1. Submitted by Sheila Ehrich on 09/07/2010 - 11:13 am.

    Surprise, surprise – “we are beyond the ability to be scandalized . . .” Of course we are beyond the ability to be scandalized, the Supreme Court just approved “legalized coruption” in the Citizens United case. So what is the average citizen to do about it? Write a letter to the editor? Write to their Congressperson and protest? Not vote for the offending Congresspeople? And to what effect? That’s the question, isn’t it? Refer back to this article and the one in the New York Times after November and I’m willing to bet that just about everyone of the offending Congresspeople will have been re-elected.

    So what is the average citizen to do? Go out there and work for the candidates who don’t take this kind of money and who are being bullied by the sordid ads run by the business like Target and Best Buy who can now spend as much as they want, and in most cases, have no one know they did it or how much they spent on it.

    And when are we supposed to do this? Far too many people are dealing with finding a job, staying in their home, working a second or third job, coaching their kids team, etc., etc.

    I’m not saying don’t go out there and work for these candidates, but, having become the cynical person I have now become, don’t expect miracles. The average citizen is no longer a part of the equation in modern elections.

  2. Submitted by Thomas Swift on 09/07/2010 - 11:36 am.

    Thank God those corporate blackguards haven’t started sneaking politically motivated Trojan Horse vendor booths into our beloved “Great Get-together”, eh Eric?

    http://tinyurl.com/26bpmko

  3. Submitted by Andrew Zabilla on 09/07/2010 - 12:05 pm.

    Thomas,

    So you’re more of an “eye for an eye” than a turn the other cheek sort of guy, eh?

    The problem is both groups are taking eyes, but they aren’t each other’s; its our eyes they’re taking.

  4. Submitted by Ray Schoch on 09/07/2010 - 12:37 pm.

    “Corporate blackguards” has a nice ring to it. Seems fitting in this context.

    As for the booth at the State Fair, to paraphrase something I said in response to a Swift comment on today’s “Glean,” political hackdom has crossed party lines without cringing for decades, probably centuries. When money becomes the primary means by which one is elected to office, it becomes, not surprisingly, a primary concern, no matter who the candidate or what party or group s/he ostensibly represents.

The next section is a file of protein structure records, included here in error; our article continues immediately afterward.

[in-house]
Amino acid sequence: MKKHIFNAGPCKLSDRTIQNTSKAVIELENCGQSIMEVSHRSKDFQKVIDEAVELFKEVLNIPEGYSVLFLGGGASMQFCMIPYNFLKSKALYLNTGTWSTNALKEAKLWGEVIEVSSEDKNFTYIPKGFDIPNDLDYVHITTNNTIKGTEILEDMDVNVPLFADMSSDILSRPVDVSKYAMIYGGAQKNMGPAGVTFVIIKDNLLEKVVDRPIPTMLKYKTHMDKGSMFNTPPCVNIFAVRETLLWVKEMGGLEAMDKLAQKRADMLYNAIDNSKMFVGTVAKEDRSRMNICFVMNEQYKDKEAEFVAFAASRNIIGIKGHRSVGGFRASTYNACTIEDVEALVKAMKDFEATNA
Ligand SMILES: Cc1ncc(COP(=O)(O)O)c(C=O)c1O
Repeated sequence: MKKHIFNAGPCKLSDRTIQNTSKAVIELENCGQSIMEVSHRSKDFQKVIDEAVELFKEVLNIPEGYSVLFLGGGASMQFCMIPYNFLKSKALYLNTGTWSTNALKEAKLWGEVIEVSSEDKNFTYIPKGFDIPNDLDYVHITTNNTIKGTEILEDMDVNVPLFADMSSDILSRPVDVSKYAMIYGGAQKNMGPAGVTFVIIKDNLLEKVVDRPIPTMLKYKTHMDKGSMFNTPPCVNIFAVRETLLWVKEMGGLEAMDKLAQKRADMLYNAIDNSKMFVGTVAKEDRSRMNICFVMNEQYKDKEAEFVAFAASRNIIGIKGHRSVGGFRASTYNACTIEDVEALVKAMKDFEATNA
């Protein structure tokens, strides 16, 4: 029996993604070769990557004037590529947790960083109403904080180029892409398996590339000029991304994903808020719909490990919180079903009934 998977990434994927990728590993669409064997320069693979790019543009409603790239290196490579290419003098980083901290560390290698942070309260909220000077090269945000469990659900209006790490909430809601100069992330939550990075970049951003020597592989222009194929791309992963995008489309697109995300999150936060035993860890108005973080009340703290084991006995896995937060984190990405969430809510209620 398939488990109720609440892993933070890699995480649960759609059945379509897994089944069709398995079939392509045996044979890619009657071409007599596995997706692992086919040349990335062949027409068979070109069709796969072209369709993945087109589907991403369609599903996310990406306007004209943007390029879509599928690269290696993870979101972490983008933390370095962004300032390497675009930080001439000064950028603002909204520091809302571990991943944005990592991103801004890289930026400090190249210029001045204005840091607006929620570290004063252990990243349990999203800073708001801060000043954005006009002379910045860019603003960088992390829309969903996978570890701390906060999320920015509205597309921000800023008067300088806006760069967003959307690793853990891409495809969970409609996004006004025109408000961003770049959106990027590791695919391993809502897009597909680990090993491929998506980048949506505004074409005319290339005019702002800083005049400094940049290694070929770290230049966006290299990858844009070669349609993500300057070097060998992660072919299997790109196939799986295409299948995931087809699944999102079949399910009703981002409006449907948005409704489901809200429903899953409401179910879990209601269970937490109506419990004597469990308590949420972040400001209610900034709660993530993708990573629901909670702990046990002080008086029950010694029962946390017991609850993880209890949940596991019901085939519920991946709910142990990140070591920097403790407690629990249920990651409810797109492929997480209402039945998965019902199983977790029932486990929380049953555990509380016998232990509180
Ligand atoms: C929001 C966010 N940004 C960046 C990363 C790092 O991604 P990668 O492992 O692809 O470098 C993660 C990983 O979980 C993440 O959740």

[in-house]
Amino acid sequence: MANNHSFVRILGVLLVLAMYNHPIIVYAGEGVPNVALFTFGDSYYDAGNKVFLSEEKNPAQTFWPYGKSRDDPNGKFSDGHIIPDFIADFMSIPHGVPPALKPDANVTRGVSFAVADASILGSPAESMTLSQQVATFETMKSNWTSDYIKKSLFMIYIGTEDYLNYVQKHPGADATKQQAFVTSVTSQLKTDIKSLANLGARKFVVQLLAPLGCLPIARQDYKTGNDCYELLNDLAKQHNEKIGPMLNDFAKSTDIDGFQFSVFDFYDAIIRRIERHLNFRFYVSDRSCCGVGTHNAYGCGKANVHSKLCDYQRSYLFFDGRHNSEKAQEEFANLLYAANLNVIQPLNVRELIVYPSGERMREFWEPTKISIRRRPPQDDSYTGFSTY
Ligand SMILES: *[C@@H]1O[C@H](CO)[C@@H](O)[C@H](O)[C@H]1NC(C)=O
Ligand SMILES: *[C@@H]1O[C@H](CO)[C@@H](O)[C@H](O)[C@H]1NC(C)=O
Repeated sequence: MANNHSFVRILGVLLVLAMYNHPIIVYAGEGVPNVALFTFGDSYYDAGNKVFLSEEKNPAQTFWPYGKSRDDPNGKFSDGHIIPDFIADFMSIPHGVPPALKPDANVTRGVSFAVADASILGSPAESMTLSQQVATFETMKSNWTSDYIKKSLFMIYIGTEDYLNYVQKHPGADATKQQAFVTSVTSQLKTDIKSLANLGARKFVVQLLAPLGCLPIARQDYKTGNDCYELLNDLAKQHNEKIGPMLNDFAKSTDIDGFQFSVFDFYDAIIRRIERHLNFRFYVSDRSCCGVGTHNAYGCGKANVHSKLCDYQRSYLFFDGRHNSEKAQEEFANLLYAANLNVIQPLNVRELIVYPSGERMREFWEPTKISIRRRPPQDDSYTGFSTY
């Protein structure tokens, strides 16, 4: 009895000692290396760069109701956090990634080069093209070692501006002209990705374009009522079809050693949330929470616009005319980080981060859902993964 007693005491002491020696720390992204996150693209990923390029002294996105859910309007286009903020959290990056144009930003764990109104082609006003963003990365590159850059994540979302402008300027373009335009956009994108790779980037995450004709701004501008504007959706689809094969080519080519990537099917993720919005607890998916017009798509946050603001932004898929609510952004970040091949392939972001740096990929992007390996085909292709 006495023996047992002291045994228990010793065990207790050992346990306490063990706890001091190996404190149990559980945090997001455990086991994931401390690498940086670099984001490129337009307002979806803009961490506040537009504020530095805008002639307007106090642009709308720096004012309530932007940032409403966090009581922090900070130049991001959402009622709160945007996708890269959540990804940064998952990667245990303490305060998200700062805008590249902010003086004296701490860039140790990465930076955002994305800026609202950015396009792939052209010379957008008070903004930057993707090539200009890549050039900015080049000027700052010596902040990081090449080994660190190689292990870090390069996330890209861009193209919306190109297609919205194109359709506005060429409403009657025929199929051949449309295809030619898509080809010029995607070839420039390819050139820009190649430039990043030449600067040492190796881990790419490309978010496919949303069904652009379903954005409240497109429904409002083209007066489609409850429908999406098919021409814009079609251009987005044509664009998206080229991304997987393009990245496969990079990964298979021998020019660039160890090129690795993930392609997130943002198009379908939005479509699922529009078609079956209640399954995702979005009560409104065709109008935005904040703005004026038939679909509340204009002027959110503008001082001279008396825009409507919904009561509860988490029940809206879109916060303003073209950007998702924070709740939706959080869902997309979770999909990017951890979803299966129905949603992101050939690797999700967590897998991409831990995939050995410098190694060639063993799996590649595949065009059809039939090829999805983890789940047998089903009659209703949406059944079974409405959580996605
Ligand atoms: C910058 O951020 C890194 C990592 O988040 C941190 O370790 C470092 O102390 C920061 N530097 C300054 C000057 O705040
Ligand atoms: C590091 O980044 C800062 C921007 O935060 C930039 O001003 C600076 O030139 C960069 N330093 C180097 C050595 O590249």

As we’re seeing in District 6, it costs millions of dollars to get yourself elected to a temp job (ideally) that pays less than $200,000 in an area where the salary may not be able to rent you an efficiency apartment, much less a home for yourself and your family. I don’t remember that being explained anywhere in the government textbooks we used to use at my school. The books were filled with charts about “How a Bill becomes a Law,” but rarely, if ever, mentioned the role of money as a primary means of shaping that law, not to mention deciding who gets elected to help in the shaping.

    Just out of curiosity, Eric – tax law isn’t my specialty, nor yours, either, I’d guess – are the contributions made by corporations to these charities tax-deductible? If so, the insult to democracy is doubled, at the very least.

  5. Submitted by Paul Brandon on 09/07/2010 - 05:23 pm.

    Ray– On the basis of a quick Google; they probably are (for a C corporation), although technically any value received in return for the contribution should not be deductible.

  6. Submitted by Clare LaFond on 09/07/2010 - 08:30 pm.

    At what point does democracy become oligarchy? Sigh.

  7. Submitted by Richard Schulze on 09/08/2010 - 06:04 am.

    We will never get campaign reform from pols who got where they are by working the system we have.

  8. Submitted by Paul Brandon on 09/08/2010 - 10:01 am.

    Clare–
    At the point where elections cost money, and one person has more money than another.

  9. Submitted by Bernice Vetsch on 09/08/2010 - 01:45 pm.

    I wonder if the Tea Party might help liberal Dems and Greens fight for public financing of all federal level campaigns. Somehow, it seems as if this change might appeal to at least some of their number since it would separate both corporate and individual money from the job of running for office.

  10. Submitted by James Hamilton on 09/08/2010 - 01:50 pm.

    The only surprise here is how low the market price of some of our legislators appears to be.